In regards to your education/ human development plan, its impossible for govt to do this. You mention standardized acceptance criteria. What happens when over 90% of those who meet the standards are white? Lower the standards? Suddenly make it available to everyone except white students? And how would you kill grade inflation? The govt controls things in your scenario. Therefore the govt will pay schools according to the number of students they have and according to their performance. So……would you expect many to flunk out in this case? The bottom line is that we already have strikingly similar programs today, and they have all failed or are failing.

    In regards to rebalancing the ‘rich/ poor split’… you realize that over 80 years ago Roosevelt set this country on the path to doing exactly that? And do you also realize that in that time frame, the gap that you want to close has only gotten wider? Do you really think adding a couple more programs will change anything? Why is it that places and neighborhoods which have received the most govt “help” over the last couple decades just happen to be the most crime ridden, drug infested, downtrodden places in the country?

    You say the wealthy dont pay enough taxes. Interesting. I would suppose you support the current administration in letting the Bush tax cuts expire? Do you realize that these tax cuts not only raise the tax on the rich but also on EVERYONE else? Do you realize that the LOWEST tax brackets increase by 50% and 87% respectively? Do you realize the HIGHEST tax bracket goes up by less than 10%? If you didnt know that then I dont blame you since the media only tells says BUSH’S and TAX BREAKS FOR THE WEALTHY every 10 minutes in an attempt to fire everyone up. Dont ever believe the hype coming out of Washington and stop putting so much faith in them.

    Friday, July 23, 2010 at 7:01 pm | Permalink
  7. Iron Knee wrote:

    Mickey, check out — scroll down to Table 4. The Bush Tax cuts very strongly benefited the rich. The top 40% received 85% of the benefits, the top 1% receiving 26% of the cuts. And Obama has already enacted tax cuts for the middle class, so I say let Bush’s tax cuts expire (even though that will increase my taxes quite a bit). Time for the Republicans to put their money where their mouth is, and reduce the deficit.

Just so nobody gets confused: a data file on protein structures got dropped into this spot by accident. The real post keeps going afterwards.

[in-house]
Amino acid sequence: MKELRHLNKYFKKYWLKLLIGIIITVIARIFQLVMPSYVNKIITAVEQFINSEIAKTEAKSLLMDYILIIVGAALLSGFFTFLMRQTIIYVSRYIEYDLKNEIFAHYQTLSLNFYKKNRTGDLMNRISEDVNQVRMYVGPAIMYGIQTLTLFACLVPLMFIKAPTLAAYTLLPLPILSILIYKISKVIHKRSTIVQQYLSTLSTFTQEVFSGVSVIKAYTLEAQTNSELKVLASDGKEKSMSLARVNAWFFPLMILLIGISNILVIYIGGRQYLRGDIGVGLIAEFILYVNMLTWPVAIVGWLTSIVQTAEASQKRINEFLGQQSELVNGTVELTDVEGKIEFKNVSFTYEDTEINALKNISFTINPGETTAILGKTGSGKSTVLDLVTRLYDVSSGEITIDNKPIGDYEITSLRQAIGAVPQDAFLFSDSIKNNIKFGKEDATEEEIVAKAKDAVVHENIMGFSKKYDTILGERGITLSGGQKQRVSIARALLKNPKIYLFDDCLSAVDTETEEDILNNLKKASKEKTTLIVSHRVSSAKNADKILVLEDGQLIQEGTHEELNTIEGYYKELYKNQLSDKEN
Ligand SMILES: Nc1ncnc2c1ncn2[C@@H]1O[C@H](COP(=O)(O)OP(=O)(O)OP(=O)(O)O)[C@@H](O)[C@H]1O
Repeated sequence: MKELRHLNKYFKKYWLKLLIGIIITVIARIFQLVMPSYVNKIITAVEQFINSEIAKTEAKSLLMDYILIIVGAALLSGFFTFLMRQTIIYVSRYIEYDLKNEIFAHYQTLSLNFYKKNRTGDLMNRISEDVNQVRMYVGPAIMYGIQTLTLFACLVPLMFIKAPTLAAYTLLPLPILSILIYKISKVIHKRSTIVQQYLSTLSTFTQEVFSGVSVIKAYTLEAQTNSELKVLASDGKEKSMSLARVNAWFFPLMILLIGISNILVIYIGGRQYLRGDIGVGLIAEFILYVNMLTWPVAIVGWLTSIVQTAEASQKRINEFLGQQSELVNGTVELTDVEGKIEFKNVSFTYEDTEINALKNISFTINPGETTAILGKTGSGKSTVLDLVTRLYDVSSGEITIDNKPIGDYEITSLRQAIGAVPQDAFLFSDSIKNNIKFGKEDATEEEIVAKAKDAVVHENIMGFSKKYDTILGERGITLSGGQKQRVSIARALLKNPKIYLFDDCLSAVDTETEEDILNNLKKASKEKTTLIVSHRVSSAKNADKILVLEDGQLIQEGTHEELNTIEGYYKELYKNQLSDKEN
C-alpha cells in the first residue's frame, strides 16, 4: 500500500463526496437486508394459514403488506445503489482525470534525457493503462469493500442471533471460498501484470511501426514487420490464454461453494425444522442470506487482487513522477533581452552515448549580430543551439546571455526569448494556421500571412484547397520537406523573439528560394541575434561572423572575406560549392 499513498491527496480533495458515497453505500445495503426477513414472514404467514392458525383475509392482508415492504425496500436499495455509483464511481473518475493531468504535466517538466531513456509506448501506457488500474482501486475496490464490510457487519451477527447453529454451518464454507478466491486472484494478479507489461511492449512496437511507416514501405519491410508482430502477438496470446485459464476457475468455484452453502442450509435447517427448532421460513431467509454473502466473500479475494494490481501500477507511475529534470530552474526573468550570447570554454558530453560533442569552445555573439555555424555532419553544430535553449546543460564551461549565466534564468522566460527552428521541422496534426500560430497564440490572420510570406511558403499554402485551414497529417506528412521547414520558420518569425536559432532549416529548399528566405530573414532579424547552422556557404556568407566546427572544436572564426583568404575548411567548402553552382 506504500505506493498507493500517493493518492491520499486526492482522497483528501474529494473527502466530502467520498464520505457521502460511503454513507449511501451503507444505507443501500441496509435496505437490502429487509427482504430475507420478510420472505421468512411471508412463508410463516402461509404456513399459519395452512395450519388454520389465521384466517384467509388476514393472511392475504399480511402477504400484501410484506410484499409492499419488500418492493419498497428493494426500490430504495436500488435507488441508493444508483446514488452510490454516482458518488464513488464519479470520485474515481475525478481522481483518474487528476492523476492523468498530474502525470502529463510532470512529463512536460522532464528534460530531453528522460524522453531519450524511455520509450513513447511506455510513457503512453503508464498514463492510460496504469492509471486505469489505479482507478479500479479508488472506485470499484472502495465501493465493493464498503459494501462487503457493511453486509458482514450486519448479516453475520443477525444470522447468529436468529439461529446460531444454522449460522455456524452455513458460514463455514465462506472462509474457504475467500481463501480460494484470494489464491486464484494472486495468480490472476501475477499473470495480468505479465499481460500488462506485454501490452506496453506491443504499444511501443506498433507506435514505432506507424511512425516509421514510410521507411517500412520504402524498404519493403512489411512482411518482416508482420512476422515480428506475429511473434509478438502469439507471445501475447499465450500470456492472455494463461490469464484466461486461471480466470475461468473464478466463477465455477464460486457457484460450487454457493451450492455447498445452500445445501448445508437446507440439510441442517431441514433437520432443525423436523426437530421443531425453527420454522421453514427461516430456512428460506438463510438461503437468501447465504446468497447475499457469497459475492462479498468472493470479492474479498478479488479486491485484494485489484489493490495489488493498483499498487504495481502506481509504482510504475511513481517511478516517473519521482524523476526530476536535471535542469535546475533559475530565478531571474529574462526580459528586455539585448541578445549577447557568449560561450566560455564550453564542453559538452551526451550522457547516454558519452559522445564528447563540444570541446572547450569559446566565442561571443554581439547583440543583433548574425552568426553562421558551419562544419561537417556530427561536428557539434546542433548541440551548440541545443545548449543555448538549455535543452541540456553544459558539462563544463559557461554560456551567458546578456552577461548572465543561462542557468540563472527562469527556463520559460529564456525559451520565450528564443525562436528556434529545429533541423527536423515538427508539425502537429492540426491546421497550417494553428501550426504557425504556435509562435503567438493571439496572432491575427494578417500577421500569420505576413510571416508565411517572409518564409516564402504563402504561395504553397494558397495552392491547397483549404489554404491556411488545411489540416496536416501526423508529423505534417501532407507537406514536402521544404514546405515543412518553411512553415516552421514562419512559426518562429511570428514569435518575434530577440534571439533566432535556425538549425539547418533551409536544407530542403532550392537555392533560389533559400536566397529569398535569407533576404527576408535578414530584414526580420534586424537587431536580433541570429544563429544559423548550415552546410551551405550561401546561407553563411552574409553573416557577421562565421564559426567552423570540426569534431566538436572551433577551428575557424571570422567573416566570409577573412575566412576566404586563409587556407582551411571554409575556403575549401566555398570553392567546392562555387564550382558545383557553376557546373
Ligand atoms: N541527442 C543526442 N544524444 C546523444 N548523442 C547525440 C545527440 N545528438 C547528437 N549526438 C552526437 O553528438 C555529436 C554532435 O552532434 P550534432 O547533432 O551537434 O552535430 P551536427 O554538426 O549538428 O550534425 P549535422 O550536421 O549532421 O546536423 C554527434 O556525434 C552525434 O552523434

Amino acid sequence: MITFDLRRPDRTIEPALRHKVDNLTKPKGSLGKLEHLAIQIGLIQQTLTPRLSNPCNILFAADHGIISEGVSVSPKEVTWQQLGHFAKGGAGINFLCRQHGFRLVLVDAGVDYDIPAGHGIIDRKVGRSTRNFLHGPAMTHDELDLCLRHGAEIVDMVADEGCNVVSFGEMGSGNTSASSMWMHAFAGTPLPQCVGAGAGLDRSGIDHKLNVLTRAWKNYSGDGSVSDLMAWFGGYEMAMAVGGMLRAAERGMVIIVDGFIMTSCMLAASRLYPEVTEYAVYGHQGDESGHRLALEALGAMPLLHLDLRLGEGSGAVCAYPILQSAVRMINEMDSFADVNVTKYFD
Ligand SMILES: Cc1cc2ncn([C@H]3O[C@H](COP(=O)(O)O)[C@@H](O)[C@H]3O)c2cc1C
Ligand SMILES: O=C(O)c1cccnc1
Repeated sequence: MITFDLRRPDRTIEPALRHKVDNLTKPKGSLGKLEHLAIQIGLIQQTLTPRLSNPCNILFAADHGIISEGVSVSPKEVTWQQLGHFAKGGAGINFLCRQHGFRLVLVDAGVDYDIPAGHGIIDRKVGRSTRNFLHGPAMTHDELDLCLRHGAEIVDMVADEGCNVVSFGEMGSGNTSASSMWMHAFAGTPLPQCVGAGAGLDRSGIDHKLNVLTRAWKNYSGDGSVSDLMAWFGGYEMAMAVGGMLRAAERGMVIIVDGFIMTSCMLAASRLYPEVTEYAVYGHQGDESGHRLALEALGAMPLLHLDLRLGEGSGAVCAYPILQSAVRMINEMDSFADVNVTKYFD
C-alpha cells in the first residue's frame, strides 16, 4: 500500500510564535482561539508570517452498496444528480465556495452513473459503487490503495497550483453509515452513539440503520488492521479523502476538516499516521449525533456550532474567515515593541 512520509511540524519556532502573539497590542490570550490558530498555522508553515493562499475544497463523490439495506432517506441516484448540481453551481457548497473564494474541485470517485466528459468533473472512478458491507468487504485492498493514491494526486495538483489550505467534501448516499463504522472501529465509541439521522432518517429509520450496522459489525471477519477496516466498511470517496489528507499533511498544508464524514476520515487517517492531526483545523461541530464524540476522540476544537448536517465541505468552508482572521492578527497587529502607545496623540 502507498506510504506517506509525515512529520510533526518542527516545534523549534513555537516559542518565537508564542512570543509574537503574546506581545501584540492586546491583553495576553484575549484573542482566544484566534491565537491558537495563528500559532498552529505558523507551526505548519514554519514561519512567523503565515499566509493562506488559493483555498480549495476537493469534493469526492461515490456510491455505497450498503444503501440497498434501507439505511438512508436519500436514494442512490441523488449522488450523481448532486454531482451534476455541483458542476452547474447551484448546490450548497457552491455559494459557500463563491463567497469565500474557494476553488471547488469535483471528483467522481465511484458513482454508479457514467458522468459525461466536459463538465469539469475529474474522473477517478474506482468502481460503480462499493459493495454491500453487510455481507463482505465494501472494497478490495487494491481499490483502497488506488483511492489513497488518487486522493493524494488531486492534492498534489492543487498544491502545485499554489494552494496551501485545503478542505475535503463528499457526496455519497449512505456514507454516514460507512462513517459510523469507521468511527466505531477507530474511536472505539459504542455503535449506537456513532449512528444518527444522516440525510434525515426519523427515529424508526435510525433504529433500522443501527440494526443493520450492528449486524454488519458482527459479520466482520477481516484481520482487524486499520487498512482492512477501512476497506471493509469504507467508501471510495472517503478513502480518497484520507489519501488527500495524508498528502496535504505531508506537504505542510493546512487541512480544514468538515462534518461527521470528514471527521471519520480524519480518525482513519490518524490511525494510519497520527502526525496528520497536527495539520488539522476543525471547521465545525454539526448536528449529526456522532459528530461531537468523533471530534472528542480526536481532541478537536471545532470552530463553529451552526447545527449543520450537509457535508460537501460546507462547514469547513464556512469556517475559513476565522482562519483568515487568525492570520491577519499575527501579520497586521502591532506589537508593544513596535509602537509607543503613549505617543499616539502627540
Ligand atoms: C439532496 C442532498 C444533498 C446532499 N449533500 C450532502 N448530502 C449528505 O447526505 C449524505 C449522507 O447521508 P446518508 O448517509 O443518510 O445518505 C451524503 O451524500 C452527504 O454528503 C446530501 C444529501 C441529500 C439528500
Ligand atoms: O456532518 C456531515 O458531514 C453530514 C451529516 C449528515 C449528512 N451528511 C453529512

Friday, July 23, 2010 at 10:21 pm | Permalink
  8. mickey wrote:

    Good info, Knee.

    But heres the thing. I really dont care about the tax situation as it pertains to the “poor” because they dont pay anything anyway. In my book, “poor” people dont have iPhones and Tahoes. 47% of the people in this country dont pay ANY taxes and many of those actually get money back anyway. So in the table, the bottom 20%, and second 20%, likely pay NO taxes anyway. And I’d guess that only a very small number in the third 20% pay them.

    And still, none of it changes the fact that those in the lower tax brackets will feel it the worst IF the tax cuts expire. There will no longer be a 10% bracket- it will now be 15%- a FIFTY % increase (for those who actually pay, anyway). The 15% bracket will now be a 28% bracket if the cuts expire- an EIGHTY-SEVEN % increase.

    I am a proponent of a FairTax type of system. I dont accept it as a foregone conclusion that the rich “should” foot most of the bill. I dont accept it as a foregone conclusion that the “bill” is correct either. I think our federal govt is WAY too big. I simply cannot understand for the life of me how some people put so much faith in the federal govt to “help”. As I have pointed out a couple times before…..go to any area or neighborhood that the govt has been “helping” for the last few years or decades and ask yourself why its so run down, drug infested, and crime ridden.

    Sunday, July 25, 2010 at 7:36 pm | Permalink